During the emerging talent panel at the FN Summit, Athletic Propulsion Labs founders Adam and Ryan Goldston said the latter’s education has been a critical element to their success.

adam ryan goldston
APL’s Adam and Ryan Goldston at the 2016 FN Summit.
CREDIT: George Chinsee.

“Ryan studied business in school, so I can defer to him when it comes to certain things,” Adam Goldston said. “When it comes to logistics, Ryan’s formal education has helped us. If you’re a designer who wants to get into this, if you have the skill to know how to build a business, that’s going to help you.”

Similarly, leading luxury designer Rebecca Minkoff said she urges new design talent to hone their business acumen. “Get as much training as possible, and don’t just focus on the skills that you feel most comfortable with,” Minkoff said. “In order to survive as a designer in this industry, you have to understand what goes into all parts of your business.”

4. Be Agile
Sarah Mullins, chair of the accessories design department at the Fashion Institute of Technology in New York, said she urges students to consider multiple design paths within the shoe industry.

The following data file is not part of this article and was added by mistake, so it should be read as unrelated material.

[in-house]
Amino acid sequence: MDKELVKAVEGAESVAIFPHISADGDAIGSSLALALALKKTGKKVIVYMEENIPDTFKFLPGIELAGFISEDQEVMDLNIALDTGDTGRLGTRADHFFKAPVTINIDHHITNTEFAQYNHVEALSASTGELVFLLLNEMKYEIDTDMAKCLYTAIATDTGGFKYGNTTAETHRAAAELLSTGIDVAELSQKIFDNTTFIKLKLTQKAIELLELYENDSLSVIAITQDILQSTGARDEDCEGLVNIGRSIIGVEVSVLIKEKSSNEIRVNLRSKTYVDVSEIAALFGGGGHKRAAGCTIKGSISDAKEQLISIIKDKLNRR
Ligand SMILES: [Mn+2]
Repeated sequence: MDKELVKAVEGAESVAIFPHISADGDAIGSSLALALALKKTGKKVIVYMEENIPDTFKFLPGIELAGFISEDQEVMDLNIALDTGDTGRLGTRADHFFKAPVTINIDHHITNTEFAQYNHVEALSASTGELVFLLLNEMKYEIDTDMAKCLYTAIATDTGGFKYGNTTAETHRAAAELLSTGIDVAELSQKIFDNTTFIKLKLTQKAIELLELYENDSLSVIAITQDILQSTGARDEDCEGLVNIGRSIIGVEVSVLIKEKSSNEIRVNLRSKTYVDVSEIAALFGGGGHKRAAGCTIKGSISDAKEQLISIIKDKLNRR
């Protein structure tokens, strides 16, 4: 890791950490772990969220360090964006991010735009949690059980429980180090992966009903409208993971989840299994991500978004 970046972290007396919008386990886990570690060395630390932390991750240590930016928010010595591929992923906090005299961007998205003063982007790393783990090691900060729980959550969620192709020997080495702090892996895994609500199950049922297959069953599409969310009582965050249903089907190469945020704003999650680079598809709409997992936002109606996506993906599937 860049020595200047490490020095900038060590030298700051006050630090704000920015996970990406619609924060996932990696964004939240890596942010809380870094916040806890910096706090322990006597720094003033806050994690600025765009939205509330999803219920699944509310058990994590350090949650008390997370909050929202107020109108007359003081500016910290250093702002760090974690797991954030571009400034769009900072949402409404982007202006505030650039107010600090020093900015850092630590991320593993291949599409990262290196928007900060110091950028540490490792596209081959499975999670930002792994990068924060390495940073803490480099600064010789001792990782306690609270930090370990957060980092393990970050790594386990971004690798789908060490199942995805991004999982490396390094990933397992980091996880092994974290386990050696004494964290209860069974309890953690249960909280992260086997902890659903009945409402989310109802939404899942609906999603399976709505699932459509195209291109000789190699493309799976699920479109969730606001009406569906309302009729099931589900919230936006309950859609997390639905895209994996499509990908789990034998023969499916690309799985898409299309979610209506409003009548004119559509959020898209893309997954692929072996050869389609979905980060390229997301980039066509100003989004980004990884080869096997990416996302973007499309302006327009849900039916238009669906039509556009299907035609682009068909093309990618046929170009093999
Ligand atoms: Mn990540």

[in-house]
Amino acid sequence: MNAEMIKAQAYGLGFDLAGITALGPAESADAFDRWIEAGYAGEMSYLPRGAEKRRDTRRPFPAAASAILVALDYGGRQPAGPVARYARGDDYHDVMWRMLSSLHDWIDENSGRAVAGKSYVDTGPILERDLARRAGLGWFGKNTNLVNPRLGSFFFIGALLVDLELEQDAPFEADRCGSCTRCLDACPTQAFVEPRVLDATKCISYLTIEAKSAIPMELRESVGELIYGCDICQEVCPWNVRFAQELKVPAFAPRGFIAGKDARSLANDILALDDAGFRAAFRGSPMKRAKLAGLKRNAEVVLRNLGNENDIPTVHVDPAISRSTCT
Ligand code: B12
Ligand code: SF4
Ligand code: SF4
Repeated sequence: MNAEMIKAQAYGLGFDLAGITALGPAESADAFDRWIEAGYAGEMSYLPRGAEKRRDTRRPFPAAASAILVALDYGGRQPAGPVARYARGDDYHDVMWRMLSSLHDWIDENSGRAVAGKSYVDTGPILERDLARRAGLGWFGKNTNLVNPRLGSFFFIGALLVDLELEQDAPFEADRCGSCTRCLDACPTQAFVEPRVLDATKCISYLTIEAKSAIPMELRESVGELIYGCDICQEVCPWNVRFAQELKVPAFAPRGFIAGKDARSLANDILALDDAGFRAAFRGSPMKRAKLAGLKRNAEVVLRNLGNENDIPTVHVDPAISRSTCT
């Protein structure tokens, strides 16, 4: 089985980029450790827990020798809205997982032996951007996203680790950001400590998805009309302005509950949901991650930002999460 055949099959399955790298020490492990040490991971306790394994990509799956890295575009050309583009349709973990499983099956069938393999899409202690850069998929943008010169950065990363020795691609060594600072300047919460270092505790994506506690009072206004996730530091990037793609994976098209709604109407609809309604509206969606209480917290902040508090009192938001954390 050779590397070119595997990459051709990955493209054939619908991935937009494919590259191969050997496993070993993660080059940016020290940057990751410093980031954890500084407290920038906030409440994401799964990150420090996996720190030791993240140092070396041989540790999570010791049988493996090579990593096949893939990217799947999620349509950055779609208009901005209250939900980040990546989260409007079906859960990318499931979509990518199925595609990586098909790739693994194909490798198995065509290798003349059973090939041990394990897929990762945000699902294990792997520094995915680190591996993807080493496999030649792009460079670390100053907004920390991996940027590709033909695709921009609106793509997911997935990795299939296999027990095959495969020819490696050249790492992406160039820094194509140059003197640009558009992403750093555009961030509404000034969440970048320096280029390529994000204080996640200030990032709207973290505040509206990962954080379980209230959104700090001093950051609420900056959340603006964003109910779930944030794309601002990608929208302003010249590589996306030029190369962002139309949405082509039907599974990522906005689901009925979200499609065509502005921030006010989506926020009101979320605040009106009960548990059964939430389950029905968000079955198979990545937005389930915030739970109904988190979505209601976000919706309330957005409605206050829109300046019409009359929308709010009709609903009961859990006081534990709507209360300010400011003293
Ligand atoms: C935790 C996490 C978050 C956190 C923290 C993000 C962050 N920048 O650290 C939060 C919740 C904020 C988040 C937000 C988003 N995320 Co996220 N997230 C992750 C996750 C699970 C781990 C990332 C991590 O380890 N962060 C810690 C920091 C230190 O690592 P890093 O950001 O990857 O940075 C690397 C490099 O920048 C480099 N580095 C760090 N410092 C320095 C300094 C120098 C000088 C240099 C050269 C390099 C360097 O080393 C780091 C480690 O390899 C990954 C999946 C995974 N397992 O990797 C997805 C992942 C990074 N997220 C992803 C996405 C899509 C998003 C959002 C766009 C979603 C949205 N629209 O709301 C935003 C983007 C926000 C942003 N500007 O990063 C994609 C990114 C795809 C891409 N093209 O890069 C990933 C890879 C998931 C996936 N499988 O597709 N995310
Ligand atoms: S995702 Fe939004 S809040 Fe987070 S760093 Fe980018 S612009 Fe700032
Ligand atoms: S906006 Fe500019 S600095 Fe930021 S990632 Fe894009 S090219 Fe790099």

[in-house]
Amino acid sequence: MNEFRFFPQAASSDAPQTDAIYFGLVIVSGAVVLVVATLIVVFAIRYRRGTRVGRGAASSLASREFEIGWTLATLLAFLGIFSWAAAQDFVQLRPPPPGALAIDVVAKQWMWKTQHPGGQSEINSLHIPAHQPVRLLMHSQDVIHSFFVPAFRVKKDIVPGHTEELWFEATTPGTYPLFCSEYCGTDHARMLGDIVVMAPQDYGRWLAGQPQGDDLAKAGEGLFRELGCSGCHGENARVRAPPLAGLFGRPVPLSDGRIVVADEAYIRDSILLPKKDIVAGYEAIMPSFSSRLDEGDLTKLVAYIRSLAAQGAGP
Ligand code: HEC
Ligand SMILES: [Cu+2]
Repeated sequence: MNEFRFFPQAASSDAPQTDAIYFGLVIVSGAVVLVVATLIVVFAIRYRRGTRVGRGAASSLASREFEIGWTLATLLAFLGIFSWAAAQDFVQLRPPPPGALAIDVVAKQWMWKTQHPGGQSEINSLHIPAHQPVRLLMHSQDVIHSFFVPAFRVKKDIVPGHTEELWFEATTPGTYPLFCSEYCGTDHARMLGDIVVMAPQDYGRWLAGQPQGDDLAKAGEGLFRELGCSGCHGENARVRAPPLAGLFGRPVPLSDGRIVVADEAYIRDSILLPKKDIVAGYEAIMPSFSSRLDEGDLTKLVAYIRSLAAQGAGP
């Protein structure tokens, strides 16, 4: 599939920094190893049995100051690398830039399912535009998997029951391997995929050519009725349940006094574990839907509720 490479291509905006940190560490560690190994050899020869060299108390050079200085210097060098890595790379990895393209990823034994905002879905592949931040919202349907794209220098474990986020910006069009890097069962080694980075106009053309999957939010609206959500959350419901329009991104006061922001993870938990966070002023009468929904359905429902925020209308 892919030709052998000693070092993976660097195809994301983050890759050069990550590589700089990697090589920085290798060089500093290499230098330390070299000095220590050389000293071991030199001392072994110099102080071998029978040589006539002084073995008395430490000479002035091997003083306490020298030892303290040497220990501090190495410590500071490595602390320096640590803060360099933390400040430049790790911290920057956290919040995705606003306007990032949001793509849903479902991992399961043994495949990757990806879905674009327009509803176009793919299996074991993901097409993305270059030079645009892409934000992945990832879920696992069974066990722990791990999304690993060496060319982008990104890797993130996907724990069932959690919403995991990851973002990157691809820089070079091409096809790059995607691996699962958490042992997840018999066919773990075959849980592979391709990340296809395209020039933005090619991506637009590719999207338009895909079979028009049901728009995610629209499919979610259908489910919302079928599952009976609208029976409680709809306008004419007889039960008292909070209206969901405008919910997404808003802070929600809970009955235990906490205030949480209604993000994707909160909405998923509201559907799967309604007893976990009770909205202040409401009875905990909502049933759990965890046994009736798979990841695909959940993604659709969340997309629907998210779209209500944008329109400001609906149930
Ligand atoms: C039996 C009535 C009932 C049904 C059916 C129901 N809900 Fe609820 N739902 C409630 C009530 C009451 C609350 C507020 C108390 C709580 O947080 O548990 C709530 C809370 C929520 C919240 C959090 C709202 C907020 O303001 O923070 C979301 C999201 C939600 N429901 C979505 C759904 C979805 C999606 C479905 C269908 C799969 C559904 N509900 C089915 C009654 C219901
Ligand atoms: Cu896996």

“We tell students to explore all of the positions that are related to footwear design,” Mullins said. “Students sometimes think there is only one position — a designer — but there are actually other areas related to design that could excite them and be a strong fit.”

Flexibility and open-mindedness can be powerful tools in the arsenal of any aspiring designer. “Getting my hands dirty — not only with design, but development, production and marketing — opened a lot of doors,” Umbro’s Flynn explained.

During the course of their design careers, emerging and seasoned designers will also have to shoulder both macroeconomic and brand-specific challenges. Whether product demand slows due to a stock market crisis or there is a shift in consumer trends, successful designers know how to respond. “You have to be able to move with the marketplace,” Priest said.

5. Reconsider Athletic
“This is the golden age of athletic — we’re in a hiring boom,” said Matt Powell, a sports industry analyst with The NPD Group. “This is the perfect time for young folks to come in with new ideas.”

While athletic is also arguably the most competitive category in the footwear industry, Powell, Priest and Van Sinderen make a strong case for why new designers should target the field.

“Athletic and athletic-derivative categories are probably going to be among the strongest [facets of the industry] for a while,” said Van Sinderen. “There has been a tide change that favors athletic, making it a great place to focus your talents.”